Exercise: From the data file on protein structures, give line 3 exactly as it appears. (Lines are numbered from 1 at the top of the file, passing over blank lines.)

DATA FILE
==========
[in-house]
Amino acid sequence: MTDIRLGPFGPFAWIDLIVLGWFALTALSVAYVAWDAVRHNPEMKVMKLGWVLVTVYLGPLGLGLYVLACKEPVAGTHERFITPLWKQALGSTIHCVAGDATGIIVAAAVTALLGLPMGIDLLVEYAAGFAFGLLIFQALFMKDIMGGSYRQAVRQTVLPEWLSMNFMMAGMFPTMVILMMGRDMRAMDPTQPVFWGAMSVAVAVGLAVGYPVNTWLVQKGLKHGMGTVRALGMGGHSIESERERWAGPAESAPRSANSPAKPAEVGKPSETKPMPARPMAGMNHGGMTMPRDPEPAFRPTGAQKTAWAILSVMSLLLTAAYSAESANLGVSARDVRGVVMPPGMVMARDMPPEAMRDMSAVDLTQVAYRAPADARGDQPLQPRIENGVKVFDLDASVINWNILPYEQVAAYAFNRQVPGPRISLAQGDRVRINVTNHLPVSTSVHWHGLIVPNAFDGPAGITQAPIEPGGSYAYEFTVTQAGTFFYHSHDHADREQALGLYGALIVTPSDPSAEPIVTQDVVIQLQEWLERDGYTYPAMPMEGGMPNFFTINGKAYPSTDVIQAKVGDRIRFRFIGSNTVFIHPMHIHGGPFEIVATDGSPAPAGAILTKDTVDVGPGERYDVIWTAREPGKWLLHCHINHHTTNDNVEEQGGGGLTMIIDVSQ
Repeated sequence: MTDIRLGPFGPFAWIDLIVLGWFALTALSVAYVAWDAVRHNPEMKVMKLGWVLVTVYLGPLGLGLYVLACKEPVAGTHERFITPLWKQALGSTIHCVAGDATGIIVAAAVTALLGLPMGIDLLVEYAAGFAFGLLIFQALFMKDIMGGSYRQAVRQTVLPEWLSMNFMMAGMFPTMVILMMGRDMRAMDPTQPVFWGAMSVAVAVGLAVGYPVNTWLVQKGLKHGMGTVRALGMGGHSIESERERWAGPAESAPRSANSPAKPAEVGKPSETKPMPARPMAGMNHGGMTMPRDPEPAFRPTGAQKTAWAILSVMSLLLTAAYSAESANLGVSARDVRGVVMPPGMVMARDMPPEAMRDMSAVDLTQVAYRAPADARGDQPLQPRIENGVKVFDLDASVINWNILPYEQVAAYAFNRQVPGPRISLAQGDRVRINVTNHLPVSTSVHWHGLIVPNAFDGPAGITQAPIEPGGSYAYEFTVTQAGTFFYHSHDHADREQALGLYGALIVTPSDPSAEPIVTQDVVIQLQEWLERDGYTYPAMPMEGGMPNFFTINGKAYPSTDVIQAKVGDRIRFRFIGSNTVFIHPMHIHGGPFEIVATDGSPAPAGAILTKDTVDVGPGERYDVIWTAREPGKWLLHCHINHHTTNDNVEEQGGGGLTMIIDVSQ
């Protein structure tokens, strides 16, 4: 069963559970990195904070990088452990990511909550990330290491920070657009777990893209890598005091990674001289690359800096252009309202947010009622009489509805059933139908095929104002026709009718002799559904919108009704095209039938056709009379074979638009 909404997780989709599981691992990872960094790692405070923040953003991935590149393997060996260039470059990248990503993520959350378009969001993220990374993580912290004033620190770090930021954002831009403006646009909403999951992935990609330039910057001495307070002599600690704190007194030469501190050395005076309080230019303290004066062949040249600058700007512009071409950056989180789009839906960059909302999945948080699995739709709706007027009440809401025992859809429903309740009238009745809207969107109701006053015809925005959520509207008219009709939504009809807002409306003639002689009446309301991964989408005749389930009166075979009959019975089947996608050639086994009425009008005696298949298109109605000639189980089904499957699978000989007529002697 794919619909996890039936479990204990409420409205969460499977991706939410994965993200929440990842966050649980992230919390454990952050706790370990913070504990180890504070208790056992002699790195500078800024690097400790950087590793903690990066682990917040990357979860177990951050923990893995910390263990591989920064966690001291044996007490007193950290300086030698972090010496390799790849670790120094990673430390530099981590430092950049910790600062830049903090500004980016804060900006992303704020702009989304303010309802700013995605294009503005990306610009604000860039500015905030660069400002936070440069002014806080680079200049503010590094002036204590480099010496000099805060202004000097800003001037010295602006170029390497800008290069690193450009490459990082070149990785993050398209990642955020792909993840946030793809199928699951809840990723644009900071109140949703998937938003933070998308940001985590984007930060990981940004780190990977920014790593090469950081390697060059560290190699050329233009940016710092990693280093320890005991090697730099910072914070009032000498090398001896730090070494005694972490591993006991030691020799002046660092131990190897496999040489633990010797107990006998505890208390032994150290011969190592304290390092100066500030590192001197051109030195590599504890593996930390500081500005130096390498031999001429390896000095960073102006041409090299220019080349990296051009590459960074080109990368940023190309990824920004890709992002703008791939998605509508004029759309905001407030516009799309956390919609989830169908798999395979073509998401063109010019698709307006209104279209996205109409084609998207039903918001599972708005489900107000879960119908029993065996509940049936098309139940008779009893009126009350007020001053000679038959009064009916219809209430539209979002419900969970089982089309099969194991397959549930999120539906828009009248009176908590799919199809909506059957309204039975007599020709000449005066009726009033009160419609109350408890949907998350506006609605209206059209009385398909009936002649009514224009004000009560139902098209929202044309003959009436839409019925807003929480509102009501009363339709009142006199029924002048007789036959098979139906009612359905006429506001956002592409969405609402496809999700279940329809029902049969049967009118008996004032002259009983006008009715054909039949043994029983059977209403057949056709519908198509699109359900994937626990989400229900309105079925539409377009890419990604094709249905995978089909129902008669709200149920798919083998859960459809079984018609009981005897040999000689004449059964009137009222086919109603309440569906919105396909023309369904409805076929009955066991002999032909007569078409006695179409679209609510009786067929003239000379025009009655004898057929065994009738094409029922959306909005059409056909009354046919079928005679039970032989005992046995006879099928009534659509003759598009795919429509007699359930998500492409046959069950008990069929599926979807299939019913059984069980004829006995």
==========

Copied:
Repeated sequence: MTDIRLGPFGPFAWIDLIVLGWFALTALSVAYVAWDAVRHNPEMKVMKLGWVLVTVYLGPLGLGLYVLACKEPVAGTHERFITPLWKQALGSTIHCVAGDATGIIVAAAVTALLGLPMGIDLLVEYAAGFAFGLLIFQALFMKDIMGGSYRQAVRQTVLPEWLSMNFMMAGMFPTMVILMMGRDMRAMDPTQPVFWGAMSVAVAVGLAVGYPVNTWLVQKGLKHGMGTVRALGMGGHSIESERERWAGPAESAPRSANSPAKPAEVGKPSETKPMPARPMAGMNHGGMTMPRDPEPAFRPTGAQKTAWAILSVMSLLLTAAYSAESANLGVSARDVRGVVMPPGMVMARDMPPEAMRDMSAVDLTQVAYRAPADARGDQPLQPRIENGVKVFDLDASVINWNILPYEQVAAYAFNRQVPGPRISLAQGDRVRINVTNHLPVSTSVHWHGLIVPNAFDGPAGITQAPIEPGGSYAYEFTVTQAGTFFYHSHDHADREQALGLYGALIVTPSDPSAEPIVTQDVVIQLQEWLERDGYTYPAMPMEGGMPNFFTINGKAYPSTDVIQAKVGDRIRFRFIGSNTVFIHPMHIHGGPFEIVATDGSPAPAGAILTKDTVDVGPGERYDVIWTAREPGKWLLHCHINHHTTNDNVEEQGGGGLTMIIDVSQ